Pension pain

Detroit’s financial situation is dire, but it’s hard to see how the city’s retirees can survive such deep proposed cuts


The bankruptcy reorganization plan for the City of Detroit calls for an $18 billion reduction in debt and liabilities, including painful cuts in municipal pensions. The plan pits retirees against bondholders and banks — a battle the former city workers are likely to lose.

The Chapter 9 plan, proposed by emergency manager Kevyn Orr, could push some retirees out of their homes. Detroit’s financial situation is dire, and all of its constituents must absorb the fiscal repercussions that will come from a new approach to city spending. But it is difficult to see how many of the retirees would survive such deep cuts.

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The plan calls for pension reductions and the elimination of cost-of-living increases over the next decade. The proposed cuts are appropriately modest for police officers and firefighters, because they do not receive Social Security benefits. Under the plan, they would get a 4 percent cut if they accept its terms — or a 10 percent cut if they continue to fight it in court.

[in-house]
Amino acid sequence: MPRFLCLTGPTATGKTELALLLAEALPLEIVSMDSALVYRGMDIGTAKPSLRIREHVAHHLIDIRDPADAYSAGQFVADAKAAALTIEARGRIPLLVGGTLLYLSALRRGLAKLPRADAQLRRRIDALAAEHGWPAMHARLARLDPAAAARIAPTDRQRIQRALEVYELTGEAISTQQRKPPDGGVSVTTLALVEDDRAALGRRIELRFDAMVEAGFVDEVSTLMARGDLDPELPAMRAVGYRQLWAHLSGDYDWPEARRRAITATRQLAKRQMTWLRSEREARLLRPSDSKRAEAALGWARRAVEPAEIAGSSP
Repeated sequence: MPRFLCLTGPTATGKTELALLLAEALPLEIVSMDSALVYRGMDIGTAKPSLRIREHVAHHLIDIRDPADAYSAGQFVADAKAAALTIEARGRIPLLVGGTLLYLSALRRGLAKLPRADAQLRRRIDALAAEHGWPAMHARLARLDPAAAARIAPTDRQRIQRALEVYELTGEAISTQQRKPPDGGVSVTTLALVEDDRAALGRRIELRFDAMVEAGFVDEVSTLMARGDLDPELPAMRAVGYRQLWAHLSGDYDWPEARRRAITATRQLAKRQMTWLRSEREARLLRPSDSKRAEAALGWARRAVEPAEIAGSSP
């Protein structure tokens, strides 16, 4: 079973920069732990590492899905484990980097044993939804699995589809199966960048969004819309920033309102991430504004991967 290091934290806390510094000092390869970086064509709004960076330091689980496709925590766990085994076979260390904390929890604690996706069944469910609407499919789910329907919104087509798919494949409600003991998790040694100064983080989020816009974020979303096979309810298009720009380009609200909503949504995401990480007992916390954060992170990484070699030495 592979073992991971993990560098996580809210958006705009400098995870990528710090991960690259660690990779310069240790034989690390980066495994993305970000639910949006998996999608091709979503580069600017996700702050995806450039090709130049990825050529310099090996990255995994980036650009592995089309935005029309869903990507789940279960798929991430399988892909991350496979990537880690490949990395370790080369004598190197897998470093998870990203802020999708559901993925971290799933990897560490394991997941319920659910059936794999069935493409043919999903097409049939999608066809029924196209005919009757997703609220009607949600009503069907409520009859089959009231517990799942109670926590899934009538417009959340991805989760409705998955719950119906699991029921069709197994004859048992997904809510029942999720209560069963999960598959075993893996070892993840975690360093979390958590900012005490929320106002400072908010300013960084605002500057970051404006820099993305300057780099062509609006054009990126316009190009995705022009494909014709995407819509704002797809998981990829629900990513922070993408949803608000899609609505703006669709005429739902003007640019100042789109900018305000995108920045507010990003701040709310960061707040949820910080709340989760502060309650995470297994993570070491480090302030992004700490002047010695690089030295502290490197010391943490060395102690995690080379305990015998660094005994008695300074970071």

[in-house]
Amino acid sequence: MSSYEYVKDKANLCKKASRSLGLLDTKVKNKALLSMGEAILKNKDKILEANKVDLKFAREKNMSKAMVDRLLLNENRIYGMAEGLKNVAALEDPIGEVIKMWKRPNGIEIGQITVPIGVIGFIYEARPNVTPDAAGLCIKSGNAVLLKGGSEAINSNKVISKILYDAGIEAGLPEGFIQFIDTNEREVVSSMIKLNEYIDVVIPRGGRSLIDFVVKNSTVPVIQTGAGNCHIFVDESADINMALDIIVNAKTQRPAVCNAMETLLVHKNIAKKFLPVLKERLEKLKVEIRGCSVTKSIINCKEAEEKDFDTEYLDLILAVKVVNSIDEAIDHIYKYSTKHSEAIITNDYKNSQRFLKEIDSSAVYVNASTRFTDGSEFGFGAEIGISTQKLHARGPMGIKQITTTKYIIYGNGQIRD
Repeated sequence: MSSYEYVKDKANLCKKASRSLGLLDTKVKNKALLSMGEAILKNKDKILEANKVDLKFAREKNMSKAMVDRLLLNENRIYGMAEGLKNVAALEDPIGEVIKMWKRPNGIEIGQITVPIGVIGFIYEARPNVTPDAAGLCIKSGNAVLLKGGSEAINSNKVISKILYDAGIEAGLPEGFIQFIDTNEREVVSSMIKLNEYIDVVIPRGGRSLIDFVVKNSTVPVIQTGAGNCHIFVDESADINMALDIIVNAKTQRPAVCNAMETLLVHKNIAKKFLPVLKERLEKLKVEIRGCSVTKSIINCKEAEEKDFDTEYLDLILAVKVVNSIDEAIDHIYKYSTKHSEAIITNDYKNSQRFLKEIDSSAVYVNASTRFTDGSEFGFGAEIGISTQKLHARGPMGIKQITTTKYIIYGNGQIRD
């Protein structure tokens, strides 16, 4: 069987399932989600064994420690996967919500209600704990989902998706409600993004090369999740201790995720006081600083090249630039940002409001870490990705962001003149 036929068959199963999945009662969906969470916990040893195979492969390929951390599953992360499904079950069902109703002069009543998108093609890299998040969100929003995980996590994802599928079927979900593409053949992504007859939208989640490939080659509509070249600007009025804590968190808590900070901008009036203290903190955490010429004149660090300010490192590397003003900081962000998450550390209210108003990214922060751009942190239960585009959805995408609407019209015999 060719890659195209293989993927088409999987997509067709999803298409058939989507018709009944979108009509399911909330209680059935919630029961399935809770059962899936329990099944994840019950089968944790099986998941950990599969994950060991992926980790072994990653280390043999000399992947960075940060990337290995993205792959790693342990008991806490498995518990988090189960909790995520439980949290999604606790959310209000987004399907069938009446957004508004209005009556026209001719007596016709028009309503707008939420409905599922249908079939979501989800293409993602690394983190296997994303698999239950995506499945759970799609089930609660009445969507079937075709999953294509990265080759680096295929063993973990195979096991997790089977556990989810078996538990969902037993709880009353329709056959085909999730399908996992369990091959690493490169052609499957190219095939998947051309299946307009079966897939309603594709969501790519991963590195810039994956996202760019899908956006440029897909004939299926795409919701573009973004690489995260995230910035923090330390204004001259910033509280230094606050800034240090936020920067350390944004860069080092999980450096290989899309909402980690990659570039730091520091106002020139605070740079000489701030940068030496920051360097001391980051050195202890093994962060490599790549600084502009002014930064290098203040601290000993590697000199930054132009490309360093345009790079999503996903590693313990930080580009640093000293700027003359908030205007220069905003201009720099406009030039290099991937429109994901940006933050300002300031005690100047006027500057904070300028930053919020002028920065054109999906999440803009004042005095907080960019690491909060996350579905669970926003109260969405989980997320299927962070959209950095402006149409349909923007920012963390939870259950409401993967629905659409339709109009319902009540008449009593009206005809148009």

Nonuniformed employees are subject to a 26 percent reduction in their pensions — 34 percent if they don’t agree to terms of the plan in a timely manner. The average pension for a civilian retiree is about $19,000 a year.

A 26 percent cut would decrease that income to $14,060 a year, or $1,171 a month. That is not a lot of money, even if retirees accept the reduction without putting up a fight.

There is a $815 million commitment from foundations, the State of Michigan, and Detroit Institute of Arts donors to save the city-owned museum collection and to help cover pensions. That commitment is not enough. The Michigan Legislature and Gov. Rick Snyder need to step up and provide more than the $350 million Mr. Snyder has pledged to push for out of state coffers over 20 years.

Detroit did not get into its mess alone. The constant decline in state revenue-sharing with local governments contributed to the city’s inability to pay its bills. There have been decades of mismanagement in the Motor City, but also anti-Detroit sentiment that led lawmakers to slash support for Michigan’s largest city.

Banks and bondholders are asked to swallow an 80-percent reduction in what they are owed by the city. It’s likely that they too will feel compelled to fight for a bigger share. Wall Street wants to get paid, but that should not occur at the expense of vulnerable Detroiters.

Detroit’s fiscal meltdown offers a reminder that all state and local governments must manage their retirement funds prudently before it becomes too late. Detroit needs to settle its debts, but it can’t do so on the backs of workers who believed the promises that city officials made to them for years.